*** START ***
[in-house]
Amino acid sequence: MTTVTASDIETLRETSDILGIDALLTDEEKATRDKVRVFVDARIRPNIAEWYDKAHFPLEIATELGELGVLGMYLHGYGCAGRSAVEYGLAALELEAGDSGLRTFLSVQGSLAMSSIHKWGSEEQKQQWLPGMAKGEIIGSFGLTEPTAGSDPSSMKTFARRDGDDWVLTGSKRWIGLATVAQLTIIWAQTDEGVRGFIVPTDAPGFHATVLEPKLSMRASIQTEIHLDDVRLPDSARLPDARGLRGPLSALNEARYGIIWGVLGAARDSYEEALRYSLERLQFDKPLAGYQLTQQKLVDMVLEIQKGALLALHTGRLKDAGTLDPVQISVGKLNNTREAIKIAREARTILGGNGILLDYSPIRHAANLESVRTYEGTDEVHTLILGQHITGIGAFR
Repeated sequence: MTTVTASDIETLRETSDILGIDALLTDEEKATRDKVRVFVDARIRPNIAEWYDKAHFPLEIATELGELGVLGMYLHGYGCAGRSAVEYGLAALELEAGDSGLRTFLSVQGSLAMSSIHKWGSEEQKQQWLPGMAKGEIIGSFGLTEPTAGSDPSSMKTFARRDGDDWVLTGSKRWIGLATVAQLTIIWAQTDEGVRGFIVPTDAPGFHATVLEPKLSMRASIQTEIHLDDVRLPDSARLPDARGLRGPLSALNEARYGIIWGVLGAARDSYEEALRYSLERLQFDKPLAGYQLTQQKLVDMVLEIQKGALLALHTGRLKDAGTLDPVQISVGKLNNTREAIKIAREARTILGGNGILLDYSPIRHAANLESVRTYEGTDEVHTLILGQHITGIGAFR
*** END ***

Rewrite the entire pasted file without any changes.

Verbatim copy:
[in-house]
Amino acid sequence: MTTVTASDIETLRETSDILGIDALLTDEEKATRDKVRVFVDARIRPNIAEWYDKAHFPLEIATELGELGVLGMYLHGYGCAGRSAVEYGLAALELEAGDSGLRTFLSVQGSLAMSSIHKWGSEEQKQQWLPGMAKGEIIGSFGLTEPTAGSDPSSMKTFARRDGDDWVLTGSKRWIGLATVAQLTIIWAQTDEGVRGFIVPTDAPGFHATVLEPKLSMRASIQTEIHLDDVRLPDSARLPDARGLRGPLSALNEARYGIIWGVLGAARDSYEEALRYSLERLQFDKPLAGYQLTQQKLVDMVLEIQKGALLALHTGRLKDAGTLDPVQISVGKLNNTREAIKIAREARTILGGNGILLDYSPIRHAANLESVRTYEGTDEVHTLILGQHITGIGAFR
Repeated sequence: MTTVTASDIETLRETSDILGIDALLTDEEKATRDKVRVFVDARIRPNIAEWYDKAHFPLEIATELGELGVLGMYLHGYGCAGRSAVEYGLAALELEAGDSGLRTFLSVQGSLAMSSIHKWGSEEQKQQWLPGMAKGEIIGSFGLTEPTAGSDPSSMKTFARRDGDDWVLTGSKRWIGLATVAQLTIIWAQTDEGVRGFIVPTDAPGFHATVLEPKLSMRASIQTEIHLDDVRLPDSARLPDARGLRGPLSALNEARYGIIWGVLGAARDSYEEALRYSLERLQFDKPLAGYQLTQQKLVDMVLEIQKGALLALHTGRLKDAGTLDPVQISVGKLNNTREAIKIAREARTILGGNGILLDYSPIRHAANLESVRTYEGTDEVHTLILGQHITGIGAFR